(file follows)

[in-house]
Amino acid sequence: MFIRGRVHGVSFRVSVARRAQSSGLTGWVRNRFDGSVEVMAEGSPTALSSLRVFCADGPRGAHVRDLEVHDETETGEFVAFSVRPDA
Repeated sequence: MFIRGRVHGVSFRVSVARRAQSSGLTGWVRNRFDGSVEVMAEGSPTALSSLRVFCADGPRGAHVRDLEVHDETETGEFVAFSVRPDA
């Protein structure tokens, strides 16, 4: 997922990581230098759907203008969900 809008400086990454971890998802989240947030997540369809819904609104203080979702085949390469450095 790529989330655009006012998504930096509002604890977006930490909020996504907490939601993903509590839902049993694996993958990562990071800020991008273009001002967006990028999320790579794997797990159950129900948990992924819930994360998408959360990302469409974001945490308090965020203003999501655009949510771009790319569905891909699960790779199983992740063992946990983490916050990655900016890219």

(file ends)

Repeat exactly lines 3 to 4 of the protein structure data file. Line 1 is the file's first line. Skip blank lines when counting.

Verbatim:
Repeated sequence: MFIRGRVHGVSFRVSVARRAQSSGLTGWVRNRFDGSVEVMAEGSPTALSSLRVFCADGPRGAHVRDLEVHDETETGEFVAFSVRPDA
């Protein structure tokens, strides 16, 4: 997922990581230098759907203008969900 809008400086990454971890998802989240947030997540369809819904609104203080979702085949390469450095 790529989330655009006012998504930096509002604890977006930490909020996504907490939601993903509590839902049993694996993958990562990071800020991008273009001002967006990028999320790579794997797990159950129900948990992924819930994360998408959360990302469409974001945490308090965020203003999501655009949510771009790319569905891909699960790779199983992740063992946990983490916050990655900016890219």